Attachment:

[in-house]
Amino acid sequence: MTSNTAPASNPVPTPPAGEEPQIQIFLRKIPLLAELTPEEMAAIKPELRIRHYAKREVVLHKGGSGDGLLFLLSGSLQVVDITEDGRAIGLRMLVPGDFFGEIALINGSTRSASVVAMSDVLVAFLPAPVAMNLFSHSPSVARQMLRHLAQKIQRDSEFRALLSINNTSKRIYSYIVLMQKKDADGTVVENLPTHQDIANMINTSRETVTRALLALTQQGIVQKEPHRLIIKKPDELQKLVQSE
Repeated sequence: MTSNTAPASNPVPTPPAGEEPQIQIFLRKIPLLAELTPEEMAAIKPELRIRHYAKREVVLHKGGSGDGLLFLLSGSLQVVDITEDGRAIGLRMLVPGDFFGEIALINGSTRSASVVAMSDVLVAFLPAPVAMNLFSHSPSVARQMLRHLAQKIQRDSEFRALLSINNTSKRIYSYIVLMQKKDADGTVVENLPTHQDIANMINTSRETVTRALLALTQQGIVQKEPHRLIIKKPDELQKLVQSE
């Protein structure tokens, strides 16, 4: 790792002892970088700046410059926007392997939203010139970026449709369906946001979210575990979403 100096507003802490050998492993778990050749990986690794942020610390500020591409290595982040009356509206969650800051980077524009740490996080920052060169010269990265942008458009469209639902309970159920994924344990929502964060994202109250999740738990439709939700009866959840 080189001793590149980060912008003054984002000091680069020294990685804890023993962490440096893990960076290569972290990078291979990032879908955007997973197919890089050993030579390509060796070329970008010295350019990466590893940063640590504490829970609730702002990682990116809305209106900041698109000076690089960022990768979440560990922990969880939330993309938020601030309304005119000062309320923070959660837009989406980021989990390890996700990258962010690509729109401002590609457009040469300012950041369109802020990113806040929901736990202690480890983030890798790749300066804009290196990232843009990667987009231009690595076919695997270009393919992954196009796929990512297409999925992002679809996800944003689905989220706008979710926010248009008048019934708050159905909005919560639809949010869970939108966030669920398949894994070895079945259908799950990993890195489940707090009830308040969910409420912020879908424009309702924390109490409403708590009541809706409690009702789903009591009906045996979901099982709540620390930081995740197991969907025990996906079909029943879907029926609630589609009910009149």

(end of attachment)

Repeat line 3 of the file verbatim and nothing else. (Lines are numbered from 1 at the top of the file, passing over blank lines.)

Repeated sequence: MTSNTAPASNPVPTPPAGEEPQIQIFLRKIPLLAELTPEEMAAIKPELRIRHYAKREVVLHKGGSGDGLLFLLSGSLQVVDITEDGRAIGLRMLVPGDFFGEIALINGSTRSASVVAMSDVLVAFLPAPVAMNLFSHSPSVARQMLRHLAQKIQRDSEFRALLSINNTSKRIYSYIVLMQKKDADGTVVENLPTHQDIANMINTSRETVTRALLALTQQGIVQKEPHRLIIKKPDELQKLVQSE